The company said earlier in a post from Facebook's chief technology officer, Mike Schroepfer, that most Facebook users "could have" had their public profile scraped.
In a section discussing search and account discovery features, Schroepfer said this:
"Until today, people could enter another person's phone number or email address into Facebook search to help find them. This has been especially useful for finding your friends in languages which take more effort to type out a full name, or where many people have the same name. In Bangladesh, for example, this feature makes up 7% of all searches. However, malicious actors have also abused these features to scrape public profile information by submitting phone numbers or email addresses they already have through search and account recovery. Given the scale and sophistication of the activity we've seen, we believe most people on Facebook could have had their public profile scraped in this way. So we have now disabled this feature. We're also making changes to account recovery to reduce the risk of scraping as well."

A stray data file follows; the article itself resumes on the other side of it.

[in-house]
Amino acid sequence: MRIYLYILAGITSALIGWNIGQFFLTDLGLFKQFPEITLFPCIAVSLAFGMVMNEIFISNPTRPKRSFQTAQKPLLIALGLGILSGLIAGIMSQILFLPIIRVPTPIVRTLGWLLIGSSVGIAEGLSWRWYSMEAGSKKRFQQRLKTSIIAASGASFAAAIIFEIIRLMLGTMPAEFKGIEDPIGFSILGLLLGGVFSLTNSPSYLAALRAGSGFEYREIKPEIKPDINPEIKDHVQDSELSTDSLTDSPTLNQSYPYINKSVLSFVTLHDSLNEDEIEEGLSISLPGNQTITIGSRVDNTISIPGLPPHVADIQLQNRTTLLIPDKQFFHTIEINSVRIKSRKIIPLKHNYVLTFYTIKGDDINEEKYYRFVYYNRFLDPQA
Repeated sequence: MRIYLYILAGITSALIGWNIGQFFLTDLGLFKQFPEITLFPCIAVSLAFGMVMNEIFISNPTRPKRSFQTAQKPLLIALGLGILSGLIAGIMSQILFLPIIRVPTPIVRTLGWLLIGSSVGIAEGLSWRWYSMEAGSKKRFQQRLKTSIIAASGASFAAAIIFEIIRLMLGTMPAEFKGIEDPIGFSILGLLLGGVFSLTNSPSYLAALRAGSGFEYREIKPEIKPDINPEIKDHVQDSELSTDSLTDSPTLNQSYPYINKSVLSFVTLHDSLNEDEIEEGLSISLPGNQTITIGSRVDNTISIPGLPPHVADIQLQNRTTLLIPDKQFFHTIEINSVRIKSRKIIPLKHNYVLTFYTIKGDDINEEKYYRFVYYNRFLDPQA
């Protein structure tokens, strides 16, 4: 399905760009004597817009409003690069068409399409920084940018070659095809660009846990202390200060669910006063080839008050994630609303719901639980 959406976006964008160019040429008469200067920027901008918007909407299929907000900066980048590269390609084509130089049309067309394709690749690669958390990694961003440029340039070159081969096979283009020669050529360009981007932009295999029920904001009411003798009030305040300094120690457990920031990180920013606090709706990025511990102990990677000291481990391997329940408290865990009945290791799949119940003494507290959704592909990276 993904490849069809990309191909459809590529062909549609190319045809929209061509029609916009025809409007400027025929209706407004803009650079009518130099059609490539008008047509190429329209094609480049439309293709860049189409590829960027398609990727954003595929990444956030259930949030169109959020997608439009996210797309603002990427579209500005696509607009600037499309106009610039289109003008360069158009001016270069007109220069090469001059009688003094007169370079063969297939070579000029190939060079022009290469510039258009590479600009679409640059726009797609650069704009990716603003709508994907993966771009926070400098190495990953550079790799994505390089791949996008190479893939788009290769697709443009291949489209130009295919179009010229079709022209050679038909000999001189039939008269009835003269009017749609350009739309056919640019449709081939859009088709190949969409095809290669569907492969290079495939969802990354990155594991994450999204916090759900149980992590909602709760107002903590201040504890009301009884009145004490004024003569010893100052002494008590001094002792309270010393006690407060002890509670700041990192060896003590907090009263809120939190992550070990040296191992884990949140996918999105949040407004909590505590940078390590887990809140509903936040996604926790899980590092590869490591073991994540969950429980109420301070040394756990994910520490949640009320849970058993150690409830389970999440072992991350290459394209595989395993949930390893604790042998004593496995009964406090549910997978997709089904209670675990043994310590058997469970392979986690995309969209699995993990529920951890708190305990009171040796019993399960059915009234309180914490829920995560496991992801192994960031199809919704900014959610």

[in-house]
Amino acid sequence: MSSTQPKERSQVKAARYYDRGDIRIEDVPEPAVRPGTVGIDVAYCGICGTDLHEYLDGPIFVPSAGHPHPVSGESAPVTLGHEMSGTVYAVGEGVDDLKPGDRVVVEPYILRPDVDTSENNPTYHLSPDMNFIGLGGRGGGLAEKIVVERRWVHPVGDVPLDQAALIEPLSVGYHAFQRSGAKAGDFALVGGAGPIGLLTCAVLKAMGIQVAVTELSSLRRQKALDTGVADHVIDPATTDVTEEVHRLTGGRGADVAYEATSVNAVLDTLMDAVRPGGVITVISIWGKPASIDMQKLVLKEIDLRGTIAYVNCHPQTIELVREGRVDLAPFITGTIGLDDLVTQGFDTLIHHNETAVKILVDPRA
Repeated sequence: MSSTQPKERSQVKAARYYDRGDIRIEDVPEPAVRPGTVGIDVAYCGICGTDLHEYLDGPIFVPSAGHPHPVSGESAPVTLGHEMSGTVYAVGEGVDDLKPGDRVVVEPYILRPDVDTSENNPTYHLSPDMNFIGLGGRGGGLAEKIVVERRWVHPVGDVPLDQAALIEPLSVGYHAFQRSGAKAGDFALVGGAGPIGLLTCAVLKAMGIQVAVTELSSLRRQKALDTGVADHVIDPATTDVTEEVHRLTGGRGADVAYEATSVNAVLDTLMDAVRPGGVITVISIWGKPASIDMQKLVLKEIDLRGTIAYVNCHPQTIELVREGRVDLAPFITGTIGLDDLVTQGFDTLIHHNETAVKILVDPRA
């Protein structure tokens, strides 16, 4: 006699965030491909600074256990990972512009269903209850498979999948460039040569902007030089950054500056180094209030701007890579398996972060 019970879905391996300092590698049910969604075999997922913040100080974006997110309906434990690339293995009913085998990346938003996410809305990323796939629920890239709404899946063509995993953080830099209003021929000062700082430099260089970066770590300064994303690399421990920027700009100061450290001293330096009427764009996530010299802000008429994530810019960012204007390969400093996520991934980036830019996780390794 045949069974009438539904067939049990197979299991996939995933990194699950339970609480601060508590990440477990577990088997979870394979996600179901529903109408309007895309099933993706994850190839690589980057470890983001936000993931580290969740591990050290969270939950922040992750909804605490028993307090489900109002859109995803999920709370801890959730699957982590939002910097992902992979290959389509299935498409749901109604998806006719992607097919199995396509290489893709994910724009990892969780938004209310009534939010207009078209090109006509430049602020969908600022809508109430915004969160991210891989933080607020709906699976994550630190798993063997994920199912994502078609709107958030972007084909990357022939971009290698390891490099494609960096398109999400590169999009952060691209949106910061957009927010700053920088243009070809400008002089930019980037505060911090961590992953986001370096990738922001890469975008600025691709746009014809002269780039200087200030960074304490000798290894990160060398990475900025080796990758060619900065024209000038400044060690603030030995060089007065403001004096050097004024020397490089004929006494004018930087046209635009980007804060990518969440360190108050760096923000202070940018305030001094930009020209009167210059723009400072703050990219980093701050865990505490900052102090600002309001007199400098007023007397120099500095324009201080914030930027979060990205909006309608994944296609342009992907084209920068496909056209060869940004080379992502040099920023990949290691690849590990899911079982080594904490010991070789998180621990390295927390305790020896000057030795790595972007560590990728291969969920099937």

In the call with media Wednesday, Zuckerberg clarified further. "It is reasonable to expect... someone has accessed your information in this way," he said.
This news is in addition to Facebook's claims that political analytics firm Cambridge Analytica gained access to data from as many as 87 million Facebook users. Media reports had previously placed the number at more than 50 million.
— CNBC's Michelle Castillo and Chloe Aiello contributed to this report.